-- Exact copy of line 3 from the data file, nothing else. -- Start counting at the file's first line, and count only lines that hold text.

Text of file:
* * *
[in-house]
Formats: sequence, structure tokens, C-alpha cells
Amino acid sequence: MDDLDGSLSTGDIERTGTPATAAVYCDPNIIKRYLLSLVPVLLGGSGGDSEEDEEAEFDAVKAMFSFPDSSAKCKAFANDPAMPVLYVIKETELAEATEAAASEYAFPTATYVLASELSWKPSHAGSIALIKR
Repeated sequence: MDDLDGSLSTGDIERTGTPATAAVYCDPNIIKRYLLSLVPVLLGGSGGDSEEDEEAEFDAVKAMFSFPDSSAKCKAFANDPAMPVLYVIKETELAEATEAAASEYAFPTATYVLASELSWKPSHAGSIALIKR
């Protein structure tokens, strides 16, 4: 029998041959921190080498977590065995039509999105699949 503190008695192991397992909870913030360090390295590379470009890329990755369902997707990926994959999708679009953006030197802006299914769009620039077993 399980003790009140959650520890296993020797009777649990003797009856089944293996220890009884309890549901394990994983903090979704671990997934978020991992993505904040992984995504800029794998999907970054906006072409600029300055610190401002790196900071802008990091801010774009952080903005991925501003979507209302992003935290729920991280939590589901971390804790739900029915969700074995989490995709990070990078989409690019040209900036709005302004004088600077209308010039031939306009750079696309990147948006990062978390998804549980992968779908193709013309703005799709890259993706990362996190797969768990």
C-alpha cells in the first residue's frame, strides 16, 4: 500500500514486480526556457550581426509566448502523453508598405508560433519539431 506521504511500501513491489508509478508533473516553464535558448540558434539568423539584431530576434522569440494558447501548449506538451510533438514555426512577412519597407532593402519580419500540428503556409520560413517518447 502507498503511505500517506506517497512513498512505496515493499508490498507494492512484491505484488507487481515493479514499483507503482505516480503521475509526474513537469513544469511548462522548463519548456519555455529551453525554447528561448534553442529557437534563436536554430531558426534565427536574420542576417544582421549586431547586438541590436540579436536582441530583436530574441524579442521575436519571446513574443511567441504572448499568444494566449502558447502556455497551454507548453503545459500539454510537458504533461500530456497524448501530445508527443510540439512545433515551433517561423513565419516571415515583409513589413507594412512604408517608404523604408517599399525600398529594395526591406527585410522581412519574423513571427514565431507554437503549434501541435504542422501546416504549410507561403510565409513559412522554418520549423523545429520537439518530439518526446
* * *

Amino acid sequence: MDDLDGSLSTGDIERTGTPATAAVYCDPNIIKRYLLSLVPVLLGGSGGDSEEDEEAEFDAVKAMFSFPDSSAKCKAFANDPAMPVLYVIKETELAEATEAAASEYAFPTATYVLASELSWKPSHAGSIALIKR